Threshold Ruling Does Not Imply Causal Connection

The Court of Appeal has just released an important decision that will be of interest to those handling MVA claims. In Igbokwe v. Price, the court ruled that the trial judge’s finding, that the plaintiff’s injuries met the Insurance Act threshold, was not a finding that the accident had caused the injuries.

You may recall that this is a question that we have wondered about in previous editions of the CW Update.

The case was tried by a judge and jury. The jury awarded non-pecuniary damages of $5,000 and $25,000 for past income loss.

While the jury was deliberating, the trial judge ruled on a threshold motion. He held that the plaintiff had suffered a “permanent serious impairment of an important physical, mental or psychological function”.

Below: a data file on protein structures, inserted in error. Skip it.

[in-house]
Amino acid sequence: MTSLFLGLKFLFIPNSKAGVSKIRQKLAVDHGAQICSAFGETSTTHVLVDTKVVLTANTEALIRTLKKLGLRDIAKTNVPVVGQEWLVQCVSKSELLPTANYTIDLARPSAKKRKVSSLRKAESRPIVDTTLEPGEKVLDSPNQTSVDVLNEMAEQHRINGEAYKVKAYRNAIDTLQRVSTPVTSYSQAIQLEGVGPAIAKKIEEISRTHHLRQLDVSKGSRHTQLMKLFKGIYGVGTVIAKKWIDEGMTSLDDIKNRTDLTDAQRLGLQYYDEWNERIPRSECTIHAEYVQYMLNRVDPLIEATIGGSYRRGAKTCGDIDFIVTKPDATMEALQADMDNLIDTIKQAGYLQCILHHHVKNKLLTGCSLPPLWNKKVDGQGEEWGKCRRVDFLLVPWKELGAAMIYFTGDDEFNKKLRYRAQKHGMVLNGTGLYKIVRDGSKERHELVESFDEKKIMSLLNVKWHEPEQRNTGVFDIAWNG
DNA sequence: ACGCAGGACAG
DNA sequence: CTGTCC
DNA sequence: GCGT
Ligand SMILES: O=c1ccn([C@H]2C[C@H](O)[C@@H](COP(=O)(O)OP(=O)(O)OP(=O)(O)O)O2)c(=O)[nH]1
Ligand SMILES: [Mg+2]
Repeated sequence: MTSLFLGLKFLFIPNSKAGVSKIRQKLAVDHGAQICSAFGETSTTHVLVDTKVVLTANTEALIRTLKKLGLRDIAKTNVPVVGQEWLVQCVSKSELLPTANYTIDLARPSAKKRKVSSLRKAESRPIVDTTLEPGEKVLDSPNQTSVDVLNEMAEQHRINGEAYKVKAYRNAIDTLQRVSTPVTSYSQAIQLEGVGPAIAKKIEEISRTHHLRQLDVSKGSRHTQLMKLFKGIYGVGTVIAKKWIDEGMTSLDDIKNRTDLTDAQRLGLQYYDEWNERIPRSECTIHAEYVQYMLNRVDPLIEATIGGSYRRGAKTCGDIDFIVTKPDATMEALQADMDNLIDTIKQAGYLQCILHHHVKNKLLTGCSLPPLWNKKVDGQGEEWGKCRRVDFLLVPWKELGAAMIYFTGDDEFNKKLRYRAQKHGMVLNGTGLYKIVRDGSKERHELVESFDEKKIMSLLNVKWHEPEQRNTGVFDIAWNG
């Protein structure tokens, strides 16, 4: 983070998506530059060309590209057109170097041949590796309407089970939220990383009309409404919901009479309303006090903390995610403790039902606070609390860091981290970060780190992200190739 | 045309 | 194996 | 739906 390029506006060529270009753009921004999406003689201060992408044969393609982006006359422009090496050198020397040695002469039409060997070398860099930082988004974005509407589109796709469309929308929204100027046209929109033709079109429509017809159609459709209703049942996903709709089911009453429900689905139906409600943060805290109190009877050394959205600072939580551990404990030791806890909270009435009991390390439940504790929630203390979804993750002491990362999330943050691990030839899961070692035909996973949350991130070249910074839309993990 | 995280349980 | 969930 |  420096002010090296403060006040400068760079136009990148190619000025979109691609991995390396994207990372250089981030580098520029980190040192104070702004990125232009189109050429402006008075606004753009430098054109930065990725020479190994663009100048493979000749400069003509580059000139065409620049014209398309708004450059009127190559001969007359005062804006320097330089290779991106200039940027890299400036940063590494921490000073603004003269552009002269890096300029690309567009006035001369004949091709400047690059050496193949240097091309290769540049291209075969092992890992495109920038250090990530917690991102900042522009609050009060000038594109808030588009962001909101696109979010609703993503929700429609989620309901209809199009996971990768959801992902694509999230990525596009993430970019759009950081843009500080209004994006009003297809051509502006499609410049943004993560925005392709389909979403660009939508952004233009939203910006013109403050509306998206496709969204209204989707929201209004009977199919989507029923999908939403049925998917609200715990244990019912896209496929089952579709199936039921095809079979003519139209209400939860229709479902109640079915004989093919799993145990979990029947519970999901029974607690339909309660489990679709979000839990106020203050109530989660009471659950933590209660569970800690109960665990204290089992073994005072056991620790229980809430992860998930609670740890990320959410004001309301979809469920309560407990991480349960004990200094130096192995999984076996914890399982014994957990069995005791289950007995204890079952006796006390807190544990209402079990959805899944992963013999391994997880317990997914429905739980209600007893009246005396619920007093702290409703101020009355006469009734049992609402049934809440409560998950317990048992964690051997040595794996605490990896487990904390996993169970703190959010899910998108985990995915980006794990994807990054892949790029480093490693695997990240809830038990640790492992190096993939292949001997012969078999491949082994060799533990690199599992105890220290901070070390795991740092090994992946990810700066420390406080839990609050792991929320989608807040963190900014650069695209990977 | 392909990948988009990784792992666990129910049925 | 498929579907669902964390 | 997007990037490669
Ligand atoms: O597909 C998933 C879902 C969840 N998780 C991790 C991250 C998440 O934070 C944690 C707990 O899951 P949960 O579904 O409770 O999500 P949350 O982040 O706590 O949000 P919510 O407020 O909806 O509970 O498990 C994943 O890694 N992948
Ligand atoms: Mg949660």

On the appeal, counsel for the plaintiff argued that, in making his threshold ruling, the trial judge had had to determine whether the plaintiff’s injuries had been caused by the MVA. The plaintiff contended that once the judge had done so, the jury “was bound to conclude that the plaintiff’s injuries were indeed materially caused by the accident”.

The Court of Appeal rejected this submission. Its reasons (on this issue) were brief. It said:

[W]e are not satisfied that the trial judge in making a threshold determination as required by s. 267.5(15) makes a finding of fact on the question of causation. Furthermore, assuming that the trial judge does make such a finding it is not binding on the jury.

So, this decision answers the question that we have raised previously: what is the relationship between the trial judge’s finding that an injury meets the threshold and a jury’s assessment of damages consequent upon that injury? As of today, the answer appears to be that there is no link between the two.

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